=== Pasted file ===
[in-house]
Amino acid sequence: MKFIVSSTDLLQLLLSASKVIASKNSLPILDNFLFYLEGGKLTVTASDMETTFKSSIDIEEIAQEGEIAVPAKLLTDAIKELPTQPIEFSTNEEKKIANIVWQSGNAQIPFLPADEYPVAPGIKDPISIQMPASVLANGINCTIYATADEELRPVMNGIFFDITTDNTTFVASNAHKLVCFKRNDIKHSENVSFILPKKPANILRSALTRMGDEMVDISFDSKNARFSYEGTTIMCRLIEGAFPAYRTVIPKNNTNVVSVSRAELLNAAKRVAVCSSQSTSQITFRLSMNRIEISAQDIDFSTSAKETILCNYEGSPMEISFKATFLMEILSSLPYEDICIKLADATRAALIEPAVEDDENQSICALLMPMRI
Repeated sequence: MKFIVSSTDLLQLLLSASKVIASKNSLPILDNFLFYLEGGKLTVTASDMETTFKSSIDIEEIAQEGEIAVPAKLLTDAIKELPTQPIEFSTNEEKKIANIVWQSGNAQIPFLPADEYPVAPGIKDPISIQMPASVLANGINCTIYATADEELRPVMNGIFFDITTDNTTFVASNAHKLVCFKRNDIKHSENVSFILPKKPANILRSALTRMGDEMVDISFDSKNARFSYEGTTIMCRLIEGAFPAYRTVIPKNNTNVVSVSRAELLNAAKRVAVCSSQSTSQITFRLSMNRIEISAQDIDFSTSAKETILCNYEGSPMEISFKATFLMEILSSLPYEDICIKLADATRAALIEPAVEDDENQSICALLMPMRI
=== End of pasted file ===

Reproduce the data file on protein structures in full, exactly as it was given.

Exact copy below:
[in-house]
Amino acid sequence: MKFIVSSTDLLQLLLSASKVIASKNSLPILDNFLFYLEGGKLTVTASDMETTFKSSIDIEEIAQEGEIAVPAKLLTDAIKELPTQPIEFSTNEEKKIANIVWQSGNAQIPFLPADEYPVAPGIKDPISIQMPASVLANGINCTIYATADEELRPVMNGIFFDITTDNTTFVASNAHKLVCFKRNDIKHSENVSFILPKKPANILRSALTRMGDEMVDISFDSKNARFSYEGTTIMCRLIEGAFPAYRTVIPKNNTNVVSVSRAELLNAAKRVAVCSSQSTSQITFRLSMNRIEISAQDIDFSTSAKETILCNYEGSPMEISFKATFLMEILSSLPYEDICIKLADATRAALIEPAVEDDENQSICALLMPMRI
Repeated sequence: MKFIVSSTDLLQLLLSASKVIASKNSLPILDNFLFYLEGGKLTVTASDMETTFKSSIDIEEIAQEGEIAVPAKLLTDAIKELPTQPIEFSTNEEKKIANIVWQSGNAQIPFLPADEYPVAPGIKDPISIQMPASVLANGINCTIYATADEELRPVMNGIFFDITTDNTTFVASNAHKLVCFKRNDIKHSENVSFILPKKPANILRSALTRMGDEMVDISFDSKNARFSYEGTTIMCRLIEGAFPAYRTVIPKNNTNVVSVSRAELLNAAKRVAVCSSQSTSQITFRLSMNRIEISAQDIDFSTSAKETILCNYEGSPMEISFKATFLMEILSSLPYEDICIKLADATRAALIEPAVEDDENQSICALLMPMRI